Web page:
Wesley: How do you feel after you get your period? Do your emotions change?
Suzan: Puberty is a time of change – physically as well as mentally and emotionally. Life is all about change. We grow and we change. And, with change comes some frustration and confusion. Hormonal changes can produce changes and swings in emotions. You may feel cranky one day and happy the next. Or, you may feel impatient, or caring, or tired, or very energized…. Just as you feel these emotions now, you will feel them after you get your period – only perhaps more so at times. Emotions don’t really change – they just feel stronger and your reactions may be stronger as well. Learning to cope with all the changes during puberty and with the hormonal changes that your menstrual cycles will bring can be frustrating at times and seem overwhelming. But, this is not something to fear, but rather to embrace. This is a time of exploration, of learning and becoming. It’s full of exciting changes in your onward journey to becoming an adult.
Wesley: Will other people know I'm on my period?
Suzan: Well, that’s hard to say. Usually other people won’t know unless you tell them. And, truly, it’s okay if you do tell them. Being on your period isn’t something to be ashamed of or embarrassed about, though it may feel quite private to you.
Wesley: How will I know when I get my period?
Suzan: At first you may experience a vaginal discharge. You may also notice that instead of being white or clear, it takes on a light pink or tan color at times. This indicates it won’t be many months or weeks before your first period starts. Usually, the body will give clues that change is coming soon. Watching for those clues will help you know and be able to prepare for when your period does start. Spotting (meaning very light pink color or only a spot or two of red) sometimes happens before you actually experience your first period (also known as menarche). Before your first period starts, you may experience bloating of your abdomen, grumpiness, uterine cramps, becoming emotional and crying – or not notice any changes at all. Knowing your body and recognizing all the changes it’s going through will help you know when your period could start. Puberty is a time of hormonal change and your body will give signals concerning those changes. Your job is to watch and learn and be aware. Get to know your body inside and out. Don’t dread the start of your first period. Be informed. Be prepared. Be excited.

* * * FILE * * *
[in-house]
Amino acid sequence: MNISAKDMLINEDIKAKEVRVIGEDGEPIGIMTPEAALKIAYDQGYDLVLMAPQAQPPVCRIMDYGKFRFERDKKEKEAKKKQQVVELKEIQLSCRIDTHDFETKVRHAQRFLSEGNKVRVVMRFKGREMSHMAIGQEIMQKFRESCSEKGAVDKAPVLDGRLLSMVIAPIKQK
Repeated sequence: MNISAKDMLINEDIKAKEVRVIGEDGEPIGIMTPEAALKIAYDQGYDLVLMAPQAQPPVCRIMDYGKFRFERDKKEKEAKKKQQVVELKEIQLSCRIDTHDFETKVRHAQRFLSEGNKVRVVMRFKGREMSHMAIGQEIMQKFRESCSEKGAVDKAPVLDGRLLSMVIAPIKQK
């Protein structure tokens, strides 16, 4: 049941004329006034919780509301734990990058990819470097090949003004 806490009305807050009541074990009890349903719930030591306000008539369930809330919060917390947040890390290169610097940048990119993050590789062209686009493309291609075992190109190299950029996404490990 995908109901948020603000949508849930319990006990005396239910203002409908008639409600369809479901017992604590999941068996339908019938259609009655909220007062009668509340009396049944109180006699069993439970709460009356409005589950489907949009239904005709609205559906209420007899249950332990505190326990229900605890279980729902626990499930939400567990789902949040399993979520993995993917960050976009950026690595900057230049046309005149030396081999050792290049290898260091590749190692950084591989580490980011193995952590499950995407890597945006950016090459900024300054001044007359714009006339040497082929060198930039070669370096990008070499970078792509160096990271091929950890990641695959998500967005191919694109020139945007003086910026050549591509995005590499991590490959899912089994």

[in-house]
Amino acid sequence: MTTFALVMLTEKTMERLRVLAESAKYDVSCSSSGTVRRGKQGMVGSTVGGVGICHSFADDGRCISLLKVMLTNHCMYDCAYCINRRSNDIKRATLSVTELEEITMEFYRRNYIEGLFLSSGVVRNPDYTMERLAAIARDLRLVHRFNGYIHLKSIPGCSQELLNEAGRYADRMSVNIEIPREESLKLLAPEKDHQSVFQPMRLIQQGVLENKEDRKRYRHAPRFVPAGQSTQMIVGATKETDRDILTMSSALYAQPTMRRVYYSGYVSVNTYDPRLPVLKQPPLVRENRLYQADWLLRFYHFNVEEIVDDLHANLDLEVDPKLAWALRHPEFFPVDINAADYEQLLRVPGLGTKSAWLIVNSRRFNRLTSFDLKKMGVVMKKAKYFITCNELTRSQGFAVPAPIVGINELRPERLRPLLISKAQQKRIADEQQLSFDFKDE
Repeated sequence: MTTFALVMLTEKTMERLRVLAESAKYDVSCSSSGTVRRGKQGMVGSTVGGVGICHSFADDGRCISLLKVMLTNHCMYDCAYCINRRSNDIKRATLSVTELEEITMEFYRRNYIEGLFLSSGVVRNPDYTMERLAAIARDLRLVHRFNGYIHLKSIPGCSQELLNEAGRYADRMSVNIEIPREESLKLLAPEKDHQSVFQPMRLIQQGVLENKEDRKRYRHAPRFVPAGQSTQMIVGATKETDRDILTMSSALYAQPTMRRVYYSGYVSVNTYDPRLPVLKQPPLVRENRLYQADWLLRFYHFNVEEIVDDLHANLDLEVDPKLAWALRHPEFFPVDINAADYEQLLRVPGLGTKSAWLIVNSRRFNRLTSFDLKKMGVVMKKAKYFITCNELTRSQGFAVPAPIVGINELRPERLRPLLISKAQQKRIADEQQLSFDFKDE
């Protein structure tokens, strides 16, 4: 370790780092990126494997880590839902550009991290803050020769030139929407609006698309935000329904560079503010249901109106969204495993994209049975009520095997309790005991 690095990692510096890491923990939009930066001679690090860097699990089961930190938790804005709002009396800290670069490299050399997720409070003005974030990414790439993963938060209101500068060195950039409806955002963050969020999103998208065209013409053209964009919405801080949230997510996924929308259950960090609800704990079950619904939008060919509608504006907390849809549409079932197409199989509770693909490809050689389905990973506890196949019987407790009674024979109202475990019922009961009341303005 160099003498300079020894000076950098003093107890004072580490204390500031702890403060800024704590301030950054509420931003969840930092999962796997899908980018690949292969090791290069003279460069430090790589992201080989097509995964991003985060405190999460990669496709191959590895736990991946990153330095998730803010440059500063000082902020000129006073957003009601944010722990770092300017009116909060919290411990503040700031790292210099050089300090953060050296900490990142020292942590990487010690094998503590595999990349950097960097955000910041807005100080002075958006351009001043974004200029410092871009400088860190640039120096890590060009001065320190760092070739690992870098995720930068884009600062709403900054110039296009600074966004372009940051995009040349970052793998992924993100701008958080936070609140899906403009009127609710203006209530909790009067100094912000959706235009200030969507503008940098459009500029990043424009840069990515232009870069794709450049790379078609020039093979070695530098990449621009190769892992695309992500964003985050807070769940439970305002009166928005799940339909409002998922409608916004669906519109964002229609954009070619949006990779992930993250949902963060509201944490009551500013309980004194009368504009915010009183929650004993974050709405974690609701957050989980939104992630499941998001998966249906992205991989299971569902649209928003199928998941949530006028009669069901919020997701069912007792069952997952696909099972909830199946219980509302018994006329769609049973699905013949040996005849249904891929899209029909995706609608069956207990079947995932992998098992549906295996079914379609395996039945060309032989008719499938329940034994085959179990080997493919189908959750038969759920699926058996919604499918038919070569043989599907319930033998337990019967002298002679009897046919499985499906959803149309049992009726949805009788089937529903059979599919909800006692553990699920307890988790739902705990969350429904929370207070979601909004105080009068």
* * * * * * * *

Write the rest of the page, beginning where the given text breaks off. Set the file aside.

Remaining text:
Wesley: Is it ok to use tampons?
Suzan: Great question! And, the answer will depend on several things:
- Is your caregiver okay with you using tampons and is he/she willing to advise you and monitor their use?
- Are you mature enough to abide by the rule of selecting only the size/absorbency tampon that truly meets your need and change them often so that the risk of developing TSS (Toxic Shock Syndrome) remains low?
- Are you mature enough to remember to remove the last one you insert?
- Since it’s recommended that tampons not be worn overnight, are you willing to choose an overnight option that provides less risk for TSS?
- Do you really NEED to use tampons? Most people don’t NEED to. They do so as a way to hide the fact that they are on their periods, not as a means to manage their flow. It’s usually good for girls who are new to having periods to use pads only at first, and tampons only for swimming and sports where pads simply won’t work. Using pads only at first gives you information about your period and about yourself that simply plugging your vagina with a tampon won’t.
- It’s NOT okay to use scented tampons. Doing so can cause a vaginal infection or allergic reaction – neither of which are good.